This is an idiotic post, going around like a drunkard. Probably I didn’t pay enough attention to details when I wrote it. And now it’s too late.
Some days ago a friend of mine told me about a new card he had subscribed to.
It was one of those cards that reward your shopping around giving you back a
usually very small percentage of the amount you spent.
My friend was adamant this card was the best thing since sliced bread. And to make his point perfectly clear he told me that you even got a one percent discount on gas–of course provided you used the right coupons and gassed up your car only in the authorized gas stations.
Noticing the glint of fanatism in my friend’s eyes, I kept my mouth metaphorically shut, and limited myself to make only vage, uncommittal remarks.
But our conversation got me thinking.
A caveman’s instinct
Now, I probably am a bit quirk. The fact is, I don’t like having any kind of affiliation to any shop chain, to any TV chain or anything else. And most of the times I buy something, I pay for it upfront in cash.
For example, the idea of loaning money to buy a car doesn’t sit well with me.
In particular, I don’t like the idea of having to pay for two, three or more years and at the same time going around in a sort of half terrified and stupefied state of mind, continually hoping not to have any accident in which I happen to be the wrong side of the law.
And this is so even if over the past twenty years I haven’t even scratched my car or anyone else’s.
Quite simply, I feel way better behind the steering wheel of a far less expensive car, but a car I’ve already paid in full for. A car I own, and not the other way around.
Call me a primitive caveman. but I don’t want instant gratification. Instead I want the gratification of instant freedom. Especially from financial shackles.
But I’m digressing here.
As I was saying, my friend was keen to underline the potential for saving of such a card. And at a first glance it really seemed I could save some money using it–especially considering the card was free.
Yet, I balked at the prospect of actually subscribing to it–and with a religious zeal not too dissimilar from the one showed by my friend’s himself in pushing for its use.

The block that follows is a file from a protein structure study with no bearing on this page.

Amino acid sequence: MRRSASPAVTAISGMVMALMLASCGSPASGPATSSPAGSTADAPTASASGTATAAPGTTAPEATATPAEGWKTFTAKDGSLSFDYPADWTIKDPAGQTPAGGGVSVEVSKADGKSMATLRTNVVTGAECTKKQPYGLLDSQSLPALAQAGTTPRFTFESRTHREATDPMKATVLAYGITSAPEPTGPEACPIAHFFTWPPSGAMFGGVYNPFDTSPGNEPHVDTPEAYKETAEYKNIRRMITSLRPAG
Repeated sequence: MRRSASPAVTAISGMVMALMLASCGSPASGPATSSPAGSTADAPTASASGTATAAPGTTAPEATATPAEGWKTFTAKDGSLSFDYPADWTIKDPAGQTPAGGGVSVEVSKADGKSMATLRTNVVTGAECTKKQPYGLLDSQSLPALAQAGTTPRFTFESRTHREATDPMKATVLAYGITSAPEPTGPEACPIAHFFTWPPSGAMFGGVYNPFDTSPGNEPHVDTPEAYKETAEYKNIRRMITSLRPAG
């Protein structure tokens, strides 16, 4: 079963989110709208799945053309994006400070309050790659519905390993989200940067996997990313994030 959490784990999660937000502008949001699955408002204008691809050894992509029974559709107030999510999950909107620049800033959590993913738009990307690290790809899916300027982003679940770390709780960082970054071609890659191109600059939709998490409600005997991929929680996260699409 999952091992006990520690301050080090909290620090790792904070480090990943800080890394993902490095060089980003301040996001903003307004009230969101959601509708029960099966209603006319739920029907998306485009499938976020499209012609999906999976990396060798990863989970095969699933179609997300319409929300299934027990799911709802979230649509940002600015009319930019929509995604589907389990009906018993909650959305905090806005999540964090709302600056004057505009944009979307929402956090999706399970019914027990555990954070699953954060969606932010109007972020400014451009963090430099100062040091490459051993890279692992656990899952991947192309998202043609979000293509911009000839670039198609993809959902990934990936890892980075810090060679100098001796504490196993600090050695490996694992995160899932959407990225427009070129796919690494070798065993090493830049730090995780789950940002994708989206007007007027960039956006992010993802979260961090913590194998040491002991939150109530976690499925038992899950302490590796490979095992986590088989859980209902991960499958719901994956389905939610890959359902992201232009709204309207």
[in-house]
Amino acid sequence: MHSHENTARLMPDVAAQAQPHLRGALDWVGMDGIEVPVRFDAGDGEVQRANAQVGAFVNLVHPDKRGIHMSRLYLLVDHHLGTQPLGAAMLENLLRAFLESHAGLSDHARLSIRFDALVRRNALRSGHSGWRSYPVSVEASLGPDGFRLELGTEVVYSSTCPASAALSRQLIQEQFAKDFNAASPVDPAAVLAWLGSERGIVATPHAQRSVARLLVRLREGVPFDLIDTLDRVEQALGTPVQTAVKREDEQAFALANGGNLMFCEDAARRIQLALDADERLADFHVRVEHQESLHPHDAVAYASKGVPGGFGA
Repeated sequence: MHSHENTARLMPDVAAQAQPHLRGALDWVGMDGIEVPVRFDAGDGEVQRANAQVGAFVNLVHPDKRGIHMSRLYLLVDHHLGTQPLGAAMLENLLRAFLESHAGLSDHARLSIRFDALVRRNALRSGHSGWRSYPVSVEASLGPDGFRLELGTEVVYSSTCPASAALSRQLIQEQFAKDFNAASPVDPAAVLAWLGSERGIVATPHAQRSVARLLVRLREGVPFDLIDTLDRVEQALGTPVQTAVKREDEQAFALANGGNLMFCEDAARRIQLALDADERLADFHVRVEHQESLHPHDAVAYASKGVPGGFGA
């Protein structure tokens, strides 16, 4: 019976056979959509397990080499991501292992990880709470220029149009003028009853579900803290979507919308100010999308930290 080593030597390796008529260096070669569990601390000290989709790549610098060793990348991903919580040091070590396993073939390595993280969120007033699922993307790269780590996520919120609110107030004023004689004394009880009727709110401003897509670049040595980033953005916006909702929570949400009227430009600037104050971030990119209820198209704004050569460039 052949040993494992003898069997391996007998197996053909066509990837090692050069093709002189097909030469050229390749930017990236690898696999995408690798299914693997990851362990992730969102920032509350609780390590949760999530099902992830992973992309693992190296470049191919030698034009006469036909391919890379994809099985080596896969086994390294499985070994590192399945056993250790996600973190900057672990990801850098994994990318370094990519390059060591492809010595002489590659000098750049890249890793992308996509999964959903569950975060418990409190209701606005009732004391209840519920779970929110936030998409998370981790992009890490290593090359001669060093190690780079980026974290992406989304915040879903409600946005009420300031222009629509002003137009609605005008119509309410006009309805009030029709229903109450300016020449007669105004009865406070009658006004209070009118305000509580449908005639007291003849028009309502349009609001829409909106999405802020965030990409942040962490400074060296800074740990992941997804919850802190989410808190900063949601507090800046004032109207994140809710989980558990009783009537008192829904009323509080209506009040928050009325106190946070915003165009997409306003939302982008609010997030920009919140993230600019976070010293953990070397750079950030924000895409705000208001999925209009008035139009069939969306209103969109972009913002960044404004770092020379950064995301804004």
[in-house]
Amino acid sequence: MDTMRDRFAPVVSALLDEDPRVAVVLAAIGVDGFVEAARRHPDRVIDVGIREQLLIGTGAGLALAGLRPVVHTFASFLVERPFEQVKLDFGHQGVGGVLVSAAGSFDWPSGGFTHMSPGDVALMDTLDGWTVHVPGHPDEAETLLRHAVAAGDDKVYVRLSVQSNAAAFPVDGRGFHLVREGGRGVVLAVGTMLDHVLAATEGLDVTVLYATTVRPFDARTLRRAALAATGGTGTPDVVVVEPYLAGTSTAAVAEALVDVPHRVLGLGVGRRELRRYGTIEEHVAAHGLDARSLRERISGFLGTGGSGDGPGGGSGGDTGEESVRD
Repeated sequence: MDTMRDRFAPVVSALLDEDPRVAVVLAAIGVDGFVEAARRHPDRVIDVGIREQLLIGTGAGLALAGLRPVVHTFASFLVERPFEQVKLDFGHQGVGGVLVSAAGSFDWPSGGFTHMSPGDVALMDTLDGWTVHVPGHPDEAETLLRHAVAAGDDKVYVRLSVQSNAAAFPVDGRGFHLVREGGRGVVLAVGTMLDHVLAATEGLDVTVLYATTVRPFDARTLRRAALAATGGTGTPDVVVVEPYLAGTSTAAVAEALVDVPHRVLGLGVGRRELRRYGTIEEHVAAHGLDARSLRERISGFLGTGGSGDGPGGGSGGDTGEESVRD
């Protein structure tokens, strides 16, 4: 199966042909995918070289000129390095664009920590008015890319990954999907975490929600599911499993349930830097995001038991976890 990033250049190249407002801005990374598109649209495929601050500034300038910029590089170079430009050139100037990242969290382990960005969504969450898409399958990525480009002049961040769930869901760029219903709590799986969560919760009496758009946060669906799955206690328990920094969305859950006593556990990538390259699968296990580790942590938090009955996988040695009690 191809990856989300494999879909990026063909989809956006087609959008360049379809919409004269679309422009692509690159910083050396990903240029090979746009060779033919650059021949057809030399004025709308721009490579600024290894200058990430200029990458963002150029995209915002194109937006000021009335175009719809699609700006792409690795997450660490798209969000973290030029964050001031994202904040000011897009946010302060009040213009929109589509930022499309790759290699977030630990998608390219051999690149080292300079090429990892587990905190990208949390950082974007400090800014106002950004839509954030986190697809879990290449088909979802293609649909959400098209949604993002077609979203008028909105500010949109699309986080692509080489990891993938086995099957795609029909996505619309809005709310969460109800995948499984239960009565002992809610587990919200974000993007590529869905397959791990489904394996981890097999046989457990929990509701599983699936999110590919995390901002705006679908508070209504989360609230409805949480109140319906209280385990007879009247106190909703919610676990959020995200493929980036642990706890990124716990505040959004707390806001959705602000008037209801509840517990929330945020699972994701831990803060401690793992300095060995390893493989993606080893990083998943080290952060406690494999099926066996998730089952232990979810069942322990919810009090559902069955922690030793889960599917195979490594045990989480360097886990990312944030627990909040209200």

The reason for such imperative resistance is simple. Take the example of the one percent discount on the gas.
This might look like a deal. After all, given we all have to gas up our cars anyway the idea of a discount really looks like an attractive one.
However, just driving around and keeping my eyes open, I can gas up my car at those gas stations that are practicing special prices. And to do so, I don’t need cumbersome coupons, or affiliations of sort to a card or another. All I need is cash.
Just doing so, the average discount I get is in the order of three or four percent.
In short, the sponsor behind the card “offers” people a meager one percent discount to make sure they stop thinking about where to go and gas up their car. This even if it’s apparent they’d better keep their eyes open to save a lot more.
I know. Here we are just speaking of a few cents. Yet, I believe it’s the principle that matters. In particular, the idea I can’t accept is that those people who use such cards should be paid to stop thinking.
Again, it’s a matter of few cents. But in principle if I offer some people a small but sure incentive to stop thinking about certain issues, then I could pay them more and more money to stop thinking about other issues.
A small step at a time… You know, like the frog in the pot of water heating up very slowly…
Of course, I’m a bit insane–even if many purists will now foam from their mouth to tell me you can only be insane or not insane. But not a damn bit insane.
Small things, big things
In any case, I wrote all these lucubrations of mine about being paid not to think because they are just as important in literature.
I mean, often serious authors–and I’m not necessarily referring to those who write a book every seven years or so–seem to fuss about such minor details that they end up being considered just guys craving the limelight, the attention of the public.
Now, while on some occasions this is certainly the case, more often than not, writers agonize over details because for them details represent the difference between a honest work and something that is instead as authentic as a three dollar bill.
In fact, in real life the slope going from being paid a cent not to think about a thing of small import to being paid a substantial amount of money not to think about essential matters can require several decades and is not at all a given result.
Instead, in a work of fiction such a slope is a lot more shorter and slippery. And serious writers know about it, at least on some level.
That’s why they seem to fret about details of small import. Because a title, an adjective, the name of the protagonist, are never just a title, an adjective, a name. They have to be as precise and honest as possible.
Because a book is a super condensed and organized interpretation of reality. A book is like a space shuttle. A marvelous construction where any detail can make the difference between success and failure.
Of course, with the space shuttle any mistake is almost immediately apparent, and lethal.
But details matter always. Also in literature. Or rather, from a certain point of view, even more so in literature, given that they are not immediately so apparent.
And given that is beyond any writer to write the perfect book, exactly as they have first envisioned it in their mind, their paying attention to all details they can is the only recipe to keep their books as true and honest as possible.